Underscoring the obligation for letting agents or landlords provide a record to tenants immediately after any gas safety check, the ruling highlights it’s not just in cases of new gas appliance installation or within the initial twelve months of a tenancy. Failing to do this could have serious consequences for regaining possession of the property.
The case at Hastings County Court in December 2023 specifically addressed the requirements that arise when a new gas device, such as a boiler, is installed after a tenancy has started. It could set a precedent that even if a boiler is brand new, agents or landlords must promptly supply tenants with the relevant gas safety documentation.
The consequences of this decision could be significant, particularly if a landlord installs a new boiler shortly before leasing the property when the absence of a Gas Safety Certificate might prevent the use of a Section 21 notice for eviction.
It’s worth noting that this County Court decision is a first-instance ruling and, while not legally binding on other courts, gives an insight into the current interpretation of the law on this matter.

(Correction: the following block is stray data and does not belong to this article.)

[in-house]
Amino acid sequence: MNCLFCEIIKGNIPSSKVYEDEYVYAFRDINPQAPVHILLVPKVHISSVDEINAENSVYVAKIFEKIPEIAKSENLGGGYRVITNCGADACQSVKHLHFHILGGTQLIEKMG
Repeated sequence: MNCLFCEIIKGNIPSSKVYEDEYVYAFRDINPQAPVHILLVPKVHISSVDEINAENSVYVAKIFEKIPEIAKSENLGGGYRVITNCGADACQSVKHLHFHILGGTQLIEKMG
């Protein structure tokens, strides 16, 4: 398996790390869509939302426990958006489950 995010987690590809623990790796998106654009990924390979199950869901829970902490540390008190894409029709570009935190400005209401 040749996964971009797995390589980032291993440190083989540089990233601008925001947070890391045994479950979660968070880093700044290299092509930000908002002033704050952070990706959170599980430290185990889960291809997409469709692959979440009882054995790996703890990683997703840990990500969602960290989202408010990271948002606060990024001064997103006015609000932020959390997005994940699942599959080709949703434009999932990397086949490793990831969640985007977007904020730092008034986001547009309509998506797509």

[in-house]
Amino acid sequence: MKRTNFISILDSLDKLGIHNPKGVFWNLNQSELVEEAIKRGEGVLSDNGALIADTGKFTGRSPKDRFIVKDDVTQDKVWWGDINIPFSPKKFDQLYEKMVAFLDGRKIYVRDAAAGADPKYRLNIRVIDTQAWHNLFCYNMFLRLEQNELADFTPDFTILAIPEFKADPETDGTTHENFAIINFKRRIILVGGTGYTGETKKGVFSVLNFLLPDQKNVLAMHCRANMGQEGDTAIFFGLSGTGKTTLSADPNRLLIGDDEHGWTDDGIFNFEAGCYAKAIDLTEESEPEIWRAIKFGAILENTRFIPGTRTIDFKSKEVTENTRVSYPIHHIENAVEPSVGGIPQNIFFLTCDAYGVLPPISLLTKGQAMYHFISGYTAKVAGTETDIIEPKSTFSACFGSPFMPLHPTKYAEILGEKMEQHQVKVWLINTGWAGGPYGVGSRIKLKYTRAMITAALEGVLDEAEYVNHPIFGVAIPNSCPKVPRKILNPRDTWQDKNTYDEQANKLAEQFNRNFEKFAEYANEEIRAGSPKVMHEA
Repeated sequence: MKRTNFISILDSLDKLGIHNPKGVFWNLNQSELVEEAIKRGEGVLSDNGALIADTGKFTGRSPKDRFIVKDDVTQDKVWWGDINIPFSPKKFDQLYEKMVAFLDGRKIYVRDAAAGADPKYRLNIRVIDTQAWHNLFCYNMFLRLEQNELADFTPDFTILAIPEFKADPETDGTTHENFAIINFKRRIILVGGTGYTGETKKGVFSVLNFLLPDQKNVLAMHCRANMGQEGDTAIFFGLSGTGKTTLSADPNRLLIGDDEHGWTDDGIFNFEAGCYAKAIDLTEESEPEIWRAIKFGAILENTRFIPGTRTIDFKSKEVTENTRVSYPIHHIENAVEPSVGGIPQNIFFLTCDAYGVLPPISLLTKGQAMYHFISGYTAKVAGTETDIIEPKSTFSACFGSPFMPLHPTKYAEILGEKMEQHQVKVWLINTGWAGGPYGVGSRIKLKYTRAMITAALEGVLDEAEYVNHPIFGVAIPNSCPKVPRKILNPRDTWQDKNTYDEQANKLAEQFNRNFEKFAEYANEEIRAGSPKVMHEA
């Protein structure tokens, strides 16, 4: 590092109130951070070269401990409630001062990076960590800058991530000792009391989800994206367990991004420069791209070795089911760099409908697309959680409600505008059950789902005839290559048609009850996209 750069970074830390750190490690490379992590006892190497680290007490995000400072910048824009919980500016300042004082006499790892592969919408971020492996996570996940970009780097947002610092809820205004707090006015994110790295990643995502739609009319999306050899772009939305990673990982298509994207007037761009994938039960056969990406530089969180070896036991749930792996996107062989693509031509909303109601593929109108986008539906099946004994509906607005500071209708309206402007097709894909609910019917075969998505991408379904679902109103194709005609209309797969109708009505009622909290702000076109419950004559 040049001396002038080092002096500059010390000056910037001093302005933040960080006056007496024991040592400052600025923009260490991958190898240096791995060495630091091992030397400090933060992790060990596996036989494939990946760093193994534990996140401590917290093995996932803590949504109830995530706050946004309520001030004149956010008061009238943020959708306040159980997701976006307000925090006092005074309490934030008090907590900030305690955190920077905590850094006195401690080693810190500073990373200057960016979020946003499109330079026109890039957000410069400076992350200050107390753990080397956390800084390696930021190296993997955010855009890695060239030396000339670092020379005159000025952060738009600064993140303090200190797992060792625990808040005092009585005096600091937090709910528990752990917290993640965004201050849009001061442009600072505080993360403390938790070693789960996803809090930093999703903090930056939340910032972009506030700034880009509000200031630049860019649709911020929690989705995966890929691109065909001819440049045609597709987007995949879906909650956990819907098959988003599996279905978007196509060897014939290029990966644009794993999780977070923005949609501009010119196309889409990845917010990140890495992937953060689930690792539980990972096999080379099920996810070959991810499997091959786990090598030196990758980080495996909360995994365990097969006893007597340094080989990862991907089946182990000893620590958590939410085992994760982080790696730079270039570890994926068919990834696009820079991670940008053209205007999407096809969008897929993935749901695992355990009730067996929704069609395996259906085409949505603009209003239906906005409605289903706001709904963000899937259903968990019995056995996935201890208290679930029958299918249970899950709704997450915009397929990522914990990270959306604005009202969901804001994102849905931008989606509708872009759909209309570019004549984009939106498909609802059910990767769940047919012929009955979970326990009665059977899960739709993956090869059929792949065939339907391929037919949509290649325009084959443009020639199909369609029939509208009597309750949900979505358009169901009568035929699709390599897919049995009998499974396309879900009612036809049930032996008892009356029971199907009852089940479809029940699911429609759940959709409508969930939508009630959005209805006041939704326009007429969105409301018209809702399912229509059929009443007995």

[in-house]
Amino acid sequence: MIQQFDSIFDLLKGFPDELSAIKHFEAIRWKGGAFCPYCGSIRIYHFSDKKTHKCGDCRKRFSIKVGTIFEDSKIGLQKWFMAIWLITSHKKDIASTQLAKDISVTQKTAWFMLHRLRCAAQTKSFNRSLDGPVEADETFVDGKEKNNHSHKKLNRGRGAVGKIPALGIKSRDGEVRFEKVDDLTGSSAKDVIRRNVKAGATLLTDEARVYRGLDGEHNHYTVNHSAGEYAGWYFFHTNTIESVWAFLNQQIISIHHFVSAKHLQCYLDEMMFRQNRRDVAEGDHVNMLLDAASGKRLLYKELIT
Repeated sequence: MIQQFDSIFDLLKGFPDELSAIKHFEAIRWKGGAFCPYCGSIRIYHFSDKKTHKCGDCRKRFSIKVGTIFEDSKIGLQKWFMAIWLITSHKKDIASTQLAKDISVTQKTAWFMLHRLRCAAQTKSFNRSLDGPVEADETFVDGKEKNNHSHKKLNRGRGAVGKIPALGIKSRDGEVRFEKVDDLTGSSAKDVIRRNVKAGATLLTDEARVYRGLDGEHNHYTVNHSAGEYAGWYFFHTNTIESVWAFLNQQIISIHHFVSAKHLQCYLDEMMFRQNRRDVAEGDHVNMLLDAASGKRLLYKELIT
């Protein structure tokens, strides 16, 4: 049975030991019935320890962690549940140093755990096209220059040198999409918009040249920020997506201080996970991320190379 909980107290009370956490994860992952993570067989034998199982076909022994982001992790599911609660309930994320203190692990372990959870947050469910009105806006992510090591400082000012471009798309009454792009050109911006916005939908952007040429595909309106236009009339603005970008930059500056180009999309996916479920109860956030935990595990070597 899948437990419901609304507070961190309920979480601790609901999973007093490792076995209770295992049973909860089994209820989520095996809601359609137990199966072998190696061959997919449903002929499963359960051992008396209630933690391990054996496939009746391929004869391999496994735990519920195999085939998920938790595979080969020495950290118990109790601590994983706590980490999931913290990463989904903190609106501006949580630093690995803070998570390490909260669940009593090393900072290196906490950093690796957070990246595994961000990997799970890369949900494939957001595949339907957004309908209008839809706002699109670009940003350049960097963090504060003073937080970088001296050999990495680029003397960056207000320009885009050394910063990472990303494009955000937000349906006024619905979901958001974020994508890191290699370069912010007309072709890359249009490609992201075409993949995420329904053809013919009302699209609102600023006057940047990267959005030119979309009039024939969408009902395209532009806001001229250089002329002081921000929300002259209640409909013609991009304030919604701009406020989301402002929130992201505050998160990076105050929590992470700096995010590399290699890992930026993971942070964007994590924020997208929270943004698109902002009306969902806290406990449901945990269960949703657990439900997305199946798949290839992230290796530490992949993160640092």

Background to the decision
A new boiler was installed the day after the tenants moved in. The gas safety engineer conducted the necessary checks for commissioning the boiler but did not issue a Gas Safety Certificate (GSC). Instead, they provided a Building Regulations Compliance Certificate (BRCC), which was never given to the tenants.
The engineer also carried out a follow-up visit due to boiler issues and conducted a thorough safety check, but again no GSC was issued because the boiler was less than a year old.
When the landlord served a Section 21 notice for possession, the tenants argued that the notice was invalid because they had not been given copies of either the BRCC or the GSC for the checks performed.
The Deputy District Judge determined that the checks carried out by the engineer at the time of installation and during the subsequent visit qualified as “relevant checks” under regulation 26(9) of the Gas Safety (Installation and Use) Regulations 1998 and therefore, a record of these checks should have been created and promptly provided to the tenants as required by regulations 36(3) and 36(6)(c).
The Court’s stance was that the requirement for a safety check within 12 months of installation did not exempt the agent or landlord from providing a record when checks were conducted earlier.
The failure to provide the BRCC or a GSC from the November inspection rendered the Section 21 notice invalid.